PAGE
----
Slow-Cooked Pork with Cider and a Wild Salsa Verde.
I am often to be found wandering the woods and valleys of North Somerset, in all seasons and all weathers. I love the summer, with its warm lengthy days and lush green landscapes, the autumn is a feast of fungi, spring is full of life and hedgerow morsels, but what of winter? Winter is freezing. Winter is dark days and shivers. Winter is dead. Except it isn’t.
Go and Explore Your Alice-in-Wonderland Local Forest in January
There is something special and almost other-worldly about a forest in January. As you tramp the frosty paths and muddy tracks, there is a barely discernible hum, a vibration, like the whole world is under the surface of a frozen pond, holding its breath and shaking and waiting. If you stop and listen, you can hear it, and feel it in the soles of your double-socked feet. There is also plenty to find and to forage. Winter salads, herbs, velvet shank mushrooms, and the wild garlic is already starting to poke its slim green fingers at the sky, beckoning in the spring. It’s worth wrapping up warm, popping a dram of something strong in a flask, and getting out there.
It’s very useful, as a forager, to visit and revisit your favourite spots at all times of the year. You’ll familiarise yourself with all the changes the seasons bring, and get used to the life cycles of the plants and fungi you have discovered. You’ll begin to be able to predict when things will be ready, and you’ll get to know the land, better and better as the year progresses.
This recipe is a winter warmer, with slow-cooked pork and root vegetables singing of winter, whilst the wild salsa verde whispers of spring and things to come. They go together beautifully.
Firstly a little about the wild plants I have used in the salsa.
Common Sorrel Rumex acetosa
This sharp, tangy leaf can be found all year. It grows in fields and woodland clearings, sometimes in large amounts. The leaves are dark green, a little plump, and arrow shaped, with sharply pointed lobes (never rounded). The taste is lemony and refreshing, due to its oxalic acid content. Oxalic acid is toxic, and although it is present in tiny amounts in sorrel it is best to bear this in mind before consuming handfuls of the stuff. A little will do you no harm, a lot will. It pairs well with fish (as a sauce), but you can use it anywhere you want to add some acidity to a dish.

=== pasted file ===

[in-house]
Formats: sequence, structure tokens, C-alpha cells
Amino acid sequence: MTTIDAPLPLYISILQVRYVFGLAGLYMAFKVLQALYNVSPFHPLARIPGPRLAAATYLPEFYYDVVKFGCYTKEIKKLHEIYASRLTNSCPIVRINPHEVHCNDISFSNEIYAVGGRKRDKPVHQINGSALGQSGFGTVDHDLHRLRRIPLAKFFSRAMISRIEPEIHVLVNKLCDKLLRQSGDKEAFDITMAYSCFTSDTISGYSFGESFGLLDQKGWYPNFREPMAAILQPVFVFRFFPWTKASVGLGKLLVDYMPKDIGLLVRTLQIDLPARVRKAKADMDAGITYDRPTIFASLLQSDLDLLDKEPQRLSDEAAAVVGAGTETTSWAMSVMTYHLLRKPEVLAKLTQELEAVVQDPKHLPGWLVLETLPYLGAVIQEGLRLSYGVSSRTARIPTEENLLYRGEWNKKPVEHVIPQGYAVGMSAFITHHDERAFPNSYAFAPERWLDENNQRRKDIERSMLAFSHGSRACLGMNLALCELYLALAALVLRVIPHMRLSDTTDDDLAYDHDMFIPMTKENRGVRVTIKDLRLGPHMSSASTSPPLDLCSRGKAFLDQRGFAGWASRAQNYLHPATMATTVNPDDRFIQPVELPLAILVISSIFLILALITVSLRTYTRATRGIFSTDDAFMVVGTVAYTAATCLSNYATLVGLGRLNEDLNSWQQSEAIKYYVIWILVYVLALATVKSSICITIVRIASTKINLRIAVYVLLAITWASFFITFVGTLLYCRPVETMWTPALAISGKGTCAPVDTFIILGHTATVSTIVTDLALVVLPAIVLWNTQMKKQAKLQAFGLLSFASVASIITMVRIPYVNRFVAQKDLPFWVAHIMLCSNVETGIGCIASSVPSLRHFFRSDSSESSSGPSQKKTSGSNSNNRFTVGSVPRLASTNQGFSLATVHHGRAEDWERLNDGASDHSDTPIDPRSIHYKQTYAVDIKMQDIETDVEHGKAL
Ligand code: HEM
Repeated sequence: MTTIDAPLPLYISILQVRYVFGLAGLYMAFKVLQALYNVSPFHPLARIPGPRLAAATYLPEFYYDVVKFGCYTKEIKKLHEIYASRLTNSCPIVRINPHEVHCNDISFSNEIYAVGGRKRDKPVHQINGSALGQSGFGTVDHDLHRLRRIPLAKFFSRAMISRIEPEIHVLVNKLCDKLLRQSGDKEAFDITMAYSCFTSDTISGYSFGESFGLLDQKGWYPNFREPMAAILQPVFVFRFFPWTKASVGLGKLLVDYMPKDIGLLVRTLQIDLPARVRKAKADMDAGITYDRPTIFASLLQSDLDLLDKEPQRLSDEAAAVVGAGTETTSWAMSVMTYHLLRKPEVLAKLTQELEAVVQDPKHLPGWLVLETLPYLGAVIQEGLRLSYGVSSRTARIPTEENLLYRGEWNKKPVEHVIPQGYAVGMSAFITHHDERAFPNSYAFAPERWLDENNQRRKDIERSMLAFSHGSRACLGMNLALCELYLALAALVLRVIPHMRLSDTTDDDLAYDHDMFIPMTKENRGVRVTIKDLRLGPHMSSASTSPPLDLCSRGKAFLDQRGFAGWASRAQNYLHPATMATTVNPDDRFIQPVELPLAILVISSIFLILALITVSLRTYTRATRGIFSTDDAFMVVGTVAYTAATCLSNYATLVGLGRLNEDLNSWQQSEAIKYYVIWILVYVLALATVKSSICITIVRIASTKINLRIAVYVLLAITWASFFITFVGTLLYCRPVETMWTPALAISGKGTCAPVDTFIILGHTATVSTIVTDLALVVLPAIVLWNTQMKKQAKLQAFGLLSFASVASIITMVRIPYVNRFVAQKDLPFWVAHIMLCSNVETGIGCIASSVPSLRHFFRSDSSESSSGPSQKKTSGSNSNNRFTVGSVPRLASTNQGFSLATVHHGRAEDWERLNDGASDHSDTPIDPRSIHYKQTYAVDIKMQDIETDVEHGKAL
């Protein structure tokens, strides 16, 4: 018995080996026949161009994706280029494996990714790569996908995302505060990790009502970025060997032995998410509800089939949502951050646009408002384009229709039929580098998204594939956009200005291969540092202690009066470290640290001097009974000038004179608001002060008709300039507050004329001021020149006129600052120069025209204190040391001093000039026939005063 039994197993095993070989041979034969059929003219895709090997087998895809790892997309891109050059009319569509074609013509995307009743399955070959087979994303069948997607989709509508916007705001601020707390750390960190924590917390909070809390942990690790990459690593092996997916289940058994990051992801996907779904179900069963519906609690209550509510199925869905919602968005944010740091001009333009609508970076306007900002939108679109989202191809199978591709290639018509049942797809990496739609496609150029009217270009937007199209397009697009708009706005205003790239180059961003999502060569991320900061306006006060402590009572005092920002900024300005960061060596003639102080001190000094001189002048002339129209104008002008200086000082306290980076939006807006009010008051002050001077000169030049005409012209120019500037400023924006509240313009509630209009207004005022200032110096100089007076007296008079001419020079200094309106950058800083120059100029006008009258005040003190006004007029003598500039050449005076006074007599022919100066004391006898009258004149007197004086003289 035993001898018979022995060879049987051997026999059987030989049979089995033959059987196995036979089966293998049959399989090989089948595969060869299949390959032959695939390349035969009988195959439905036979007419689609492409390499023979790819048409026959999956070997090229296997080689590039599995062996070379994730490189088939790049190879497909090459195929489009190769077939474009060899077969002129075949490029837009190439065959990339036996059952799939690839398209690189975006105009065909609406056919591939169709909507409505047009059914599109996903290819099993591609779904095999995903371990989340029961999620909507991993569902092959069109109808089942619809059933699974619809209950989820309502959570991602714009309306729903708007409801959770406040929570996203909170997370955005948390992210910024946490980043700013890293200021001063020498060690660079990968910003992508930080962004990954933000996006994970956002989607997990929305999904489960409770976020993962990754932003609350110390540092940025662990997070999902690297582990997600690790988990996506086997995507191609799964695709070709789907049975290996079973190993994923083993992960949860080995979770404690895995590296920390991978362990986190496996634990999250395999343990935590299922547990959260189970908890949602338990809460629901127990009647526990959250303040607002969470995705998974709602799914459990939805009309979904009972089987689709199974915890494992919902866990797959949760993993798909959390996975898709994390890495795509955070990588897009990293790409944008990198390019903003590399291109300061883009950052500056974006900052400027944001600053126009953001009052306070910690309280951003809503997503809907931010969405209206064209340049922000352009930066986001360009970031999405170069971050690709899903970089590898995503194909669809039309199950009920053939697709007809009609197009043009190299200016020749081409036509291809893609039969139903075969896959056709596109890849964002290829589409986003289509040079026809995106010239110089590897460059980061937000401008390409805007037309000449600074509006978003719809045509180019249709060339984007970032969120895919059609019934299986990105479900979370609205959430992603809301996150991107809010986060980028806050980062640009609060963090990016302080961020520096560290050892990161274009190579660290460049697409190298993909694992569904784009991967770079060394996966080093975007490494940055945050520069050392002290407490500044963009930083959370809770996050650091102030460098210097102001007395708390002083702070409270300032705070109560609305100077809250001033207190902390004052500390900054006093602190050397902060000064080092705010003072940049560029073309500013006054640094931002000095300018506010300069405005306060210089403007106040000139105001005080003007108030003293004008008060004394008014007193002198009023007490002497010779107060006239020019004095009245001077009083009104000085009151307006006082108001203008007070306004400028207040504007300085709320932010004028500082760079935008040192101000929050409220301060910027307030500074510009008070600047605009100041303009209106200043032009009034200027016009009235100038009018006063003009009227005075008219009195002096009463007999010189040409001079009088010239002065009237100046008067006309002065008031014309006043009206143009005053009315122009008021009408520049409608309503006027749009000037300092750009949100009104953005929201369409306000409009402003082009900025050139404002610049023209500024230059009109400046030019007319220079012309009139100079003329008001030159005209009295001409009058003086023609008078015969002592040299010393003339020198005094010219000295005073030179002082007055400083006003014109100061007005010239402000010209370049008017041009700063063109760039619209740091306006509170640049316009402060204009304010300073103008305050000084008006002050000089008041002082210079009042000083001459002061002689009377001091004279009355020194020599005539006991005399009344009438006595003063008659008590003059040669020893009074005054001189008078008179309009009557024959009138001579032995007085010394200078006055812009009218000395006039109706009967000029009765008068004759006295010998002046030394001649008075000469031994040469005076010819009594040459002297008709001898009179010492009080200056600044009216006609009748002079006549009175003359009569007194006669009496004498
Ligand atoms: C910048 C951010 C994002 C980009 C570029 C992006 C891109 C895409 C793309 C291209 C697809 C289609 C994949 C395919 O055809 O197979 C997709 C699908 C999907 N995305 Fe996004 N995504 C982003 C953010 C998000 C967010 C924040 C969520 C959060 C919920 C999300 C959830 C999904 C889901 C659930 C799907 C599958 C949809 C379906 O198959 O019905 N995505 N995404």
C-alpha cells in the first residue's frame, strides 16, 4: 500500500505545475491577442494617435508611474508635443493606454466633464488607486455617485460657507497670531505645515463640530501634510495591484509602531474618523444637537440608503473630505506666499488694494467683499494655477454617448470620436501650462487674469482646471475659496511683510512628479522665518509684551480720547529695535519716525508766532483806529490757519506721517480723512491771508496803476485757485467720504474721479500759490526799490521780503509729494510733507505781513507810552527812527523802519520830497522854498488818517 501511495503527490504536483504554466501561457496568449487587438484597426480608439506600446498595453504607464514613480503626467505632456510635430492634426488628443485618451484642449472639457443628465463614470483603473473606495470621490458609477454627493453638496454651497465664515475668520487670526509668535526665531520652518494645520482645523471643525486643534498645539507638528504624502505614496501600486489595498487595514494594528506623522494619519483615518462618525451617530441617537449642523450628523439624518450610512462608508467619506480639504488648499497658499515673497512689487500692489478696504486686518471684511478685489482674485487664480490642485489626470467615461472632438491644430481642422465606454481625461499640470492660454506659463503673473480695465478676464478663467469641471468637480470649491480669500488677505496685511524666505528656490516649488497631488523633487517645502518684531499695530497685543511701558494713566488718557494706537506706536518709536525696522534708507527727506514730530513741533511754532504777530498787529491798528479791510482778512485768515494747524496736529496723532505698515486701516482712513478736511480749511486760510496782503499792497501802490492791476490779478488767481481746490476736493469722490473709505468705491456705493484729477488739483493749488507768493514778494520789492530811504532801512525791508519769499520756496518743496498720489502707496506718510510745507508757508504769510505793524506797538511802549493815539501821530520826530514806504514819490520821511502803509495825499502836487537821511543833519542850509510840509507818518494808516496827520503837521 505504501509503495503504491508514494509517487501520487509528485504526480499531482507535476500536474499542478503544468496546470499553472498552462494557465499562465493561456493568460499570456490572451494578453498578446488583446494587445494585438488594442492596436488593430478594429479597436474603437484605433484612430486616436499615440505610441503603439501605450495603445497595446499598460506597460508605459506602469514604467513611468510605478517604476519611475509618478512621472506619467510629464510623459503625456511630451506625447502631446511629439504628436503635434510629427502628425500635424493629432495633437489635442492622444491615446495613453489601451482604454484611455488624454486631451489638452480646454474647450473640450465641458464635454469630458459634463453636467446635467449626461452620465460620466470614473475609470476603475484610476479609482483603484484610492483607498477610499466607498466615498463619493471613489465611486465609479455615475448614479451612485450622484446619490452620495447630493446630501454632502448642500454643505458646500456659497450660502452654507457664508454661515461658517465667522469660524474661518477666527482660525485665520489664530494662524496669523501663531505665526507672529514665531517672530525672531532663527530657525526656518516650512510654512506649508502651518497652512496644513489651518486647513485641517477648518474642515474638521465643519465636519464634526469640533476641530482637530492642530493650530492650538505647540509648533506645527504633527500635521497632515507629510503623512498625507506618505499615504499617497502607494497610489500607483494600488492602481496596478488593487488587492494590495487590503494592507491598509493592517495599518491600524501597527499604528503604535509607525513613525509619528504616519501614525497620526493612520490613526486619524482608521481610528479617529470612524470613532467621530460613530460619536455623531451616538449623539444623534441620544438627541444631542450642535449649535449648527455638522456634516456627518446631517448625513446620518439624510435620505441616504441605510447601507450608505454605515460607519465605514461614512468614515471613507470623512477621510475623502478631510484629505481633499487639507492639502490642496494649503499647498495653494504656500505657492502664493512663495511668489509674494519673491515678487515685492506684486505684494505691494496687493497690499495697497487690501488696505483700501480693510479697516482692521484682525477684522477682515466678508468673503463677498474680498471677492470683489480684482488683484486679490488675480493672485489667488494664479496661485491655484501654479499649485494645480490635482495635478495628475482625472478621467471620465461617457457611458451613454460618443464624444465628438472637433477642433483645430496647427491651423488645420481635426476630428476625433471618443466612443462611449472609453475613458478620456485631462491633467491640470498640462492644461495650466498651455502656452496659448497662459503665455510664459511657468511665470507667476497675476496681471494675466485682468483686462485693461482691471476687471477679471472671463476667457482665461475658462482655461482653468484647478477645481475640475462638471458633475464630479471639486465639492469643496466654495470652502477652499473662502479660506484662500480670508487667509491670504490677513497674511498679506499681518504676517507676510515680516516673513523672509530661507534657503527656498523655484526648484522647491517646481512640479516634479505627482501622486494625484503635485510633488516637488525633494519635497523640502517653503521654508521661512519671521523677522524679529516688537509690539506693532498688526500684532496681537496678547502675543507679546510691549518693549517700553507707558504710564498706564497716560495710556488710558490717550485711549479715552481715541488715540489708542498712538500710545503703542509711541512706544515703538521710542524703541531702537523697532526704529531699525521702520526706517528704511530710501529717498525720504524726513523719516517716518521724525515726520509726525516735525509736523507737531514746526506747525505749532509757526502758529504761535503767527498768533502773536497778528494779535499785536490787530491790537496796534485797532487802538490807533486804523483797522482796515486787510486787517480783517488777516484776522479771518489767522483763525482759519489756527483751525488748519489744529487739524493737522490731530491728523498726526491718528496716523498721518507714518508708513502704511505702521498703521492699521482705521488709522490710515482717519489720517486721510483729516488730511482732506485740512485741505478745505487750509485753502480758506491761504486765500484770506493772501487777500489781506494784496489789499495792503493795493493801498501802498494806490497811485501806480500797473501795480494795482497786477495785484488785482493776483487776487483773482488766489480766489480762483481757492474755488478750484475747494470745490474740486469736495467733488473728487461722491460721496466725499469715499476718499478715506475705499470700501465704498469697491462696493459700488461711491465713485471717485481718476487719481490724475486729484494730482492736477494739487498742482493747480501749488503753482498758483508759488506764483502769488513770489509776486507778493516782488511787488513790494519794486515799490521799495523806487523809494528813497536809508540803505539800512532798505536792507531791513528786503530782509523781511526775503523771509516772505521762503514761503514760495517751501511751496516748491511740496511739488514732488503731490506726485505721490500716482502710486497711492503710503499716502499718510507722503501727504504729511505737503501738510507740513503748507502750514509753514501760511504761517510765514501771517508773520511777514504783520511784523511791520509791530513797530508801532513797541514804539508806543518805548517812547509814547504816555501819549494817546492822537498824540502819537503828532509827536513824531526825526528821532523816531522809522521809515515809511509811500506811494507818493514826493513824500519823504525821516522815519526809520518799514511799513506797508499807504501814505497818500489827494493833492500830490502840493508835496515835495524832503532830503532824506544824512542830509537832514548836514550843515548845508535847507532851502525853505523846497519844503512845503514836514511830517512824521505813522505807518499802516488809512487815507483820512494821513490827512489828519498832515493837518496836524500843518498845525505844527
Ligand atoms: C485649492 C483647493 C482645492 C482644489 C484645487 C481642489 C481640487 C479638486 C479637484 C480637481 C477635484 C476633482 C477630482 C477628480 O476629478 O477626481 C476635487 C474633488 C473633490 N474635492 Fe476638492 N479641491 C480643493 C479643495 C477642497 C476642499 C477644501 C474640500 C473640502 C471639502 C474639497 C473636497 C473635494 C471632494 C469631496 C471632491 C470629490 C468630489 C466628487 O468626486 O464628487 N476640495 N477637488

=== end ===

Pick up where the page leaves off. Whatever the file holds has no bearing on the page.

Hogweed Heracleum sphondylium
I tried this for the first time last year, and it instantly cemented its place on my list of essential wild ingredients. It’s generally around from March onwards, but I have found young shoots as early as mid-January (last week, in fact!). You must be careful, as it is a member of the carrot family which includes some of the most poisonous plants about, and it also has a big brother, the giant hogweed, whose sap causes nasty burns. Usually you can find last years dried out flower stems among the new plants, and if any are taller than around one metre it is best to leave it alone. The young shoots, before the leaf uncurls, are what you are after. These can be steamed or boiled, and have an extraordinary flavour somewhat akin to parsley with a hint of sweetness. John Wright in his River Cottage Hedgerow Handbook has a recipe for hogweed tempura, which I can recommend.
Alexanders Smyrnium olustratum
We have spoken of this plant before. Abundant in the winter, sweet and unique in flavour, it makes a great vegetable when steamed. It can be mistaken for hemlock water-dropwort, a seriously poisonous species, so be careful!
Wild Garlic Allium ursinum